Another, better Scotland is possible

This week Parliament debated the outcome of the independence referendum. I spoke of the need to be ambitious in our vision of what we can do and be willing to work together to make it happen. You can read my full contribution to the debate below.


Scotland has voted no and I respect the democratic outcome of the vote. In fact, Scotland did so much more than vote: Scotland became a participative democracy and the change was almost palpable. We must strive to maintain that level of participation.

The vote did not deliver the result that the majority of—but not all—Greens campaigned for. However, it has delivered change. We may not have an opportunity to develop a written constitution, but “constitution” is a word that we use to refer to our physical state as regards vitality, health and strength. In that regard, I am encouraged and optimistic.

Alex Salmond was right when he said yesterday that there is

“a new spirit abroad in this land”

and that

“we are a better nation today”.—[Official Report, 23 September 2014; c 8.]

I agree. People who have never attended a political meeting in their lives came along and took part in the debate; people who would not have come along to a traditional hustings where politicians debate their manifestos came along with their questions and their own manifestos.

There are those who feel that other issues were sidelined as we discussed the constitution, but that is not a view that I share and it is not the experience of the thousands of people who debated Scotland’s future in the meetings that I attended in church and school halls and even on the stage of Dunfermline’s Alhambra theatre.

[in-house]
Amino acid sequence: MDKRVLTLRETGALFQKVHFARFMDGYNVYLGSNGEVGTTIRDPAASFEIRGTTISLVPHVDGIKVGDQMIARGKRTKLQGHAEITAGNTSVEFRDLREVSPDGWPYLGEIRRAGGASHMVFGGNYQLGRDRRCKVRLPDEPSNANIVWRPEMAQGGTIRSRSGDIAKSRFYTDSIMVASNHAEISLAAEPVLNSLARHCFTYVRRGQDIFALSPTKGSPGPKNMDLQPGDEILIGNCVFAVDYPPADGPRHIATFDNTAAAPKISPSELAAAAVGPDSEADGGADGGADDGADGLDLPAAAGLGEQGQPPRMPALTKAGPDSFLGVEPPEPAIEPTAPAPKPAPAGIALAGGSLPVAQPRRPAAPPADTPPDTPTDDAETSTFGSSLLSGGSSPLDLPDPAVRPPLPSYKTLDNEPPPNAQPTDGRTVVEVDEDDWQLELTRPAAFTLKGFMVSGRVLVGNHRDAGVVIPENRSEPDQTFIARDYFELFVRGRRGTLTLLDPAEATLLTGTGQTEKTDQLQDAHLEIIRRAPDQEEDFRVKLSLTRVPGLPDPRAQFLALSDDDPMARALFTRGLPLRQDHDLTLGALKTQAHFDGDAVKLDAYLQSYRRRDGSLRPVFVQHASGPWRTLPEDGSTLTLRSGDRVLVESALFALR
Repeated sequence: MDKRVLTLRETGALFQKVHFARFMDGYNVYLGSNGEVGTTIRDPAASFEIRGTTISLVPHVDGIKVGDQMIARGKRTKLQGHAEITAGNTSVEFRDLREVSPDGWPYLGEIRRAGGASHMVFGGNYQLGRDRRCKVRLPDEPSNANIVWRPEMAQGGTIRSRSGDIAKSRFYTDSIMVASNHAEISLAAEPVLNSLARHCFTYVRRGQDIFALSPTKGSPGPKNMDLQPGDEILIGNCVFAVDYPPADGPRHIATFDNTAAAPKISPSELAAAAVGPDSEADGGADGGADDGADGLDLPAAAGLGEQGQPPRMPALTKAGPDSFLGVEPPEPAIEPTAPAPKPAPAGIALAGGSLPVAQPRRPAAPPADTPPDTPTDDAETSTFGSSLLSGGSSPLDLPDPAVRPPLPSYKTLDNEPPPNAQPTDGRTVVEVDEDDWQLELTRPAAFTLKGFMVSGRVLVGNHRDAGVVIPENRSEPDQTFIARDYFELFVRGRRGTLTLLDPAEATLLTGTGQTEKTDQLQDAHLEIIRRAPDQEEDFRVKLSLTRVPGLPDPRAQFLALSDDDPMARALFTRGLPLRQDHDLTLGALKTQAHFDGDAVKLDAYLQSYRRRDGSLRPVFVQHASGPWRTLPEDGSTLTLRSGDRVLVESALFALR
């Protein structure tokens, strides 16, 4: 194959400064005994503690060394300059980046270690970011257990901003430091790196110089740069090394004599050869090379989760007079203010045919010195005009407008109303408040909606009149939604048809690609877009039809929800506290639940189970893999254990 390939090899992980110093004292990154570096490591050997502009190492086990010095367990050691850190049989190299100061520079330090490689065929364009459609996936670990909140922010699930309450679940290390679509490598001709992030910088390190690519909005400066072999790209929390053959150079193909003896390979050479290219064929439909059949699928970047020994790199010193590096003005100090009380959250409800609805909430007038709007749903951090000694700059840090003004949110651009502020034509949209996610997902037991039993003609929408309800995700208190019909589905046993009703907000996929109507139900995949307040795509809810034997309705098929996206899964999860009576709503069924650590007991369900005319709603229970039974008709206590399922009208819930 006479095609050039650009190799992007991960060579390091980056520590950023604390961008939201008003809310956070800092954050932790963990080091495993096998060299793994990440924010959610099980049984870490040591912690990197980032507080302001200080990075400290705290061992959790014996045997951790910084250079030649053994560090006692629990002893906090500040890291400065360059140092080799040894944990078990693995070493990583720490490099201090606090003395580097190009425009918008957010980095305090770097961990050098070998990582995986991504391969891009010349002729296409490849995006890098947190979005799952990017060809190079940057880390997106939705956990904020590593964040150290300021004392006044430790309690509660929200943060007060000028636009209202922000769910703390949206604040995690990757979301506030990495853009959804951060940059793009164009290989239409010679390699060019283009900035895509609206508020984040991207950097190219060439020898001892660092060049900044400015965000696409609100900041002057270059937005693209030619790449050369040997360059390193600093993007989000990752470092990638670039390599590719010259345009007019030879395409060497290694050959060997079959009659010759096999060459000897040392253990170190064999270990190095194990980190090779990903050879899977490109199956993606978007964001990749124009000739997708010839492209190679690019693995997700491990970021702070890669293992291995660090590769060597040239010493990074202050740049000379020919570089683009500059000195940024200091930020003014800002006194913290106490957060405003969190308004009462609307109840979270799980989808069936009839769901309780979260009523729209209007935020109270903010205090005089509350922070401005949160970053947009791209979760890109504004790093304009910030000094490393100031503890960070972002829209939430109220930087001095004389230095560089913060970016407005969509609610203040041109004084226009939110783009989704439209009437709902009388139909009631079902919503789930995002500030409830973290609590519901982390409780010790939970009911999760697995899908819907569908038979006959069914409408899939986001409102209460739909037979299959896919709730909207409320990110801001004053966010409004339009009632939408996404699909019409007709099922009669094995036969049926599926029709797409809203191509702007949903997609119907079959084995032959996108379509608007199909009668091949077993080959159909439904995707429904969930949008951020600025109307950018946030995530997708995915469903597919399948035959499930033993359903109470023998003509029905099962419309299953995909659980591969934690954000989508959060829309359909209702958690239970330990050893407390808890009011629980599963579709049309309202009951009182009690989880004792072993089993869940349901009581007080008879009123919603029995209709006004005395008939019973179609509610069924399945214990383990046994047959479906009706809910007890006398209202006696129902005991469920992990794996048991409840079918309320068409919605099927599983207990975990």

A narrow debate would never have energised Scotland in the way that the referendum campaign has. The debate was broadened, deepened, energised and given a life of its own by the many diverse groups, organisations and individuals who took part. A woman who attended a discussion with an all-woman panel at Edinburgh College of Art stood up and said, “I can’t believe I’m standing up to speak in public and take part in a meeting about how my country is governed.”

Many people found their feet and their voices in the campaign. Many groups, including women for independence, the radical independence campaign, common weal, the national collective and business for Scotland, made sure that people from all walks of life were involved and represented in the campaign. We can learn much from those groups about engagement. Social media was invaluable in the campaign. It helped to level what was a very unlevel playing field from the point of view of support from corporate print media. The nature of campaigning itself was transformed in the campaign.